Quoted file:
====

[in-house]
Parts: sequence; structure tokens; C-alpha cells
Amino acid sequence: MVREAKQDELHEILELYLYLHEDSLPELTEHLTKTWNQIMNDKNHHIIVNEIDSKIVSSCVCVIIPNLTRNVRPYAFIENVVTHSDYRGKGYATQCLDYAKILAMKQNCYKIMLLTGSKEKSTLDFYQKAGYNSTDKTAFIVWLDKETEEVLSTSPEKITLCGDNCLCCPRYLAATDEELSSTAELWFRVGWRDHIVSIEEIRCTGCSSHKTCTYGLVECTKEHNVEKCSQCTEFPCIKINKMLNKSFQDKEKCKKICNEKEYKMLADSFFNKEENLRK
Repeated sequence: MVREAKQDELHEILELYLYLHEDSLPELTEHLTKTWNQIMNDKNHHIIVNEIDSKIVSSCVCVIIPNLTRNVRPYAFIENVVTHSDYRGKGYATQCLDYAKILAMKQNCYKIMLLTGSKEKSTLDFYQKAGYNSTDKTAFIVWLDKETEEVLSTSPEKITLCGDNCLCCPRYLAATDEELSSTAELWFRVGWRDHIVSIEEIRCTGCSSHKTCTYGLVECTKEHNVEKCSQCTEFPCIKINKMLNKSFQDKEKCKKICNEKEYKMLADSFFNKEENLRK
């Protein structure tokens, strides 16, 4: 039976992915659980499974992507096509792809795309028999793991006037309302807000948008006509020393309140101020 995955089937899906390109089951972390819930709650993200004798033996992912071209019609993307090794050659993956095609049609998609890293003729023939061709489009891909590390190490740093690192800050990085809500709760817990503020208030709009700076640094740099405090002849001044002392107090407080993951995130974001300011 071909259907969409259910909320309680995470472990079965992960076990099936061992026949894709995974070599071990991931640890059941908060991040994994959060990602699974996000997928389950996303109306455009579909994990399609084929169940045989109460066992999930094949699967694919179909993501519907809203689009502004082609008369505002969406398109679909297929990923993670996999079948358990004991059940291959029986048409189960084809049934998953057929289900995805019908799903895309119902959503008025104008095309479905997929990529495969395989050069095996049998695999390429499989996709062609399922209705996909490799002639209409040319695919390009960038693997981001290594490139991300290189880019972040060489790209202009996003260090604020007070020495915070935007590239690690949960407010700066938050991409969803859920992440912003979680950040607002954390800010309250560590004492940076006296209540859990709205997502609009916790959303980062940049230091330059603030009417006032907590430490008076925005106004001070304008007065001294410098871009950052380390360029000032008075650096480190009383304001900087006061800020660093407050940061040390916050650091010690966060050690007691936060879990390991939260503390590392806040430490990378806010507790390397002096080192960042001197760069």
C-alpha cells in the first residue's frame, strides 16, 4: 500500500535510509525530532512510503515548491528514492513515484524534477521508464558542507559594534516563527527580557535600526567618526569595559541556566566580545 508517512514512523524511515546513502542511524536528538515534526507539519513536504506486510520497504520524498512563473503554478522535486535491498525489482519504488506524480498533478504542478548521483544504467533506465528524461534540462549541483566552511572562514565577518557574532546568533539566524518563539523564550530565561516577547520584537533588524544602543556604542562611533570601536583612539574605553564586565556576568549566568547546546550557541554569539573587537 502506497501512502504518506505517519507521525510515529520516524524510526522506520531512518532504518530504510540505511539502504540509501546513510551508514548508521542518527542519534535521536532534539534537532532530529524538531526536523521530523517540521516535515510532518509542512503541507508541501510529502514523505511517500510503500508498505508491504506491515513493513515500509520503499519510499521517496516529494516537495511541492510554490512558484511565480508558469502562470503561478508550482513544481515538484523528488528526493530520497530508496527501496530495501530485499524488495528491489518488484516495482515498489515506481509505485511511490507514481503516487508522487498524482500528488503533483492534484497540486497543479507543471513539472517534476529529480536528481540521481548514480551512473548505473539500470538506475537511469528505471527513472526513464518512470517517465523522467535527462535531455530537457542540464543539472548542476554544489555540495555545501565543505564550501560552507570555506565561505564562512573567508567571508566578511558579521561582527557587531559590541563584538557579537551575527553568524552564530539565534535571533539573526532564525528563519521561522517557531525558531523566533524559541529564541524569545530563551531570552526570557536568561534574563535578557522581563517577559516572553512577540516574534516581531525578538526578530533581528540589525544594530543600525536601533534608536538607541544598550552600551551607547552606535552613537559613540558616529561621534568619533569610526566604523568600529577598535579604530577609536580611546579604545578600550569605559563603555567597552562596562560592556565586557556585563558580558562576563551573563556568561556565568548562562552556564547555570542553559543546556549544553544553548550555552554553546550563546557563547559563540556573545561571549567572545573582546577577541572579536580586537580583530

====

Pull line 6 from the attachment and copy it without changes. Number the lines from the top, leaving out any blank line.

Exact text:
C-alpha cells in the first residue's frame, strides 16, 4: 500500500535510509525530532512510503515548491528514492513515484524534477521508464558542507559594534516563527527580557535600526567618526569595559541556566566580545 508517512514512523524511515546513502542511524536528538515534526507539519513536504506486510520497504520524498512563473503554478522535486535491498525489482519504488506524480498533478504542478548521483544504467533506465528524461534540462549541483566552511572562514565577518557574532546568533539566524518563539523564550530565561516577547520584537533588524544602543556604542562611533570601536583612539574605553564586565556576568549566568547546546550557541554569539573587537 502506497501512502504518506505517519507521525510515529520516524524510526522506520531512518532504518530504510540505511539502504540509501546513510551508514548508521542518527542519534535521536532534539534537532532530529524538531526536523521530523517540521516535515510532518509542512503541507508541501510529502514523505511517500510503500508498505508491504506491515513493513515500509520503499519510499521517496516529494516537495511541492510554490512558484511565480508558469502562470503561478508550482513544481515538484523528488528526493530520497530508496527501496530495501530485499524488495528491489518488484516495482515498489515506481509505485511511490507514481503516487508522487498524482500528488503533483492534484497540486497543479507543471513539472517534476529529480536528481540521481548514480551512473548505473539500470538506475537511469528505471527513472526513464518512470517517465523522467535527462535531455530537457542540464543539472548542476554544489555540495555545501565543505564550501560552507570555506565561505564562512573567508567571508566578511558579521561582527557587531559590541563584538557579537551575527553568524552564530539565534535571533539573526532564525528563519521561522517557531525558531523566533524559541529564541524569545530563551531570552526570557536568561534574563535578557522581563517577559516572553512577540516574534516581531525578538526578530533581528540589525544594530543600525536601533534608536538607541544598550552600551551607547552606535552613537559613540558616529561621534568619533569610526566604523568600529577598535579604530577609536580611546579604545578600550569605559563603555567597552562596562560592556565586557556585563558580558562576563551573563556568561556565568548562562552556564547555570542553559543546556549544553544553548550555552554553546550563546557563547559563540556573545561571549567572545573582546577577541572579536580586537580583530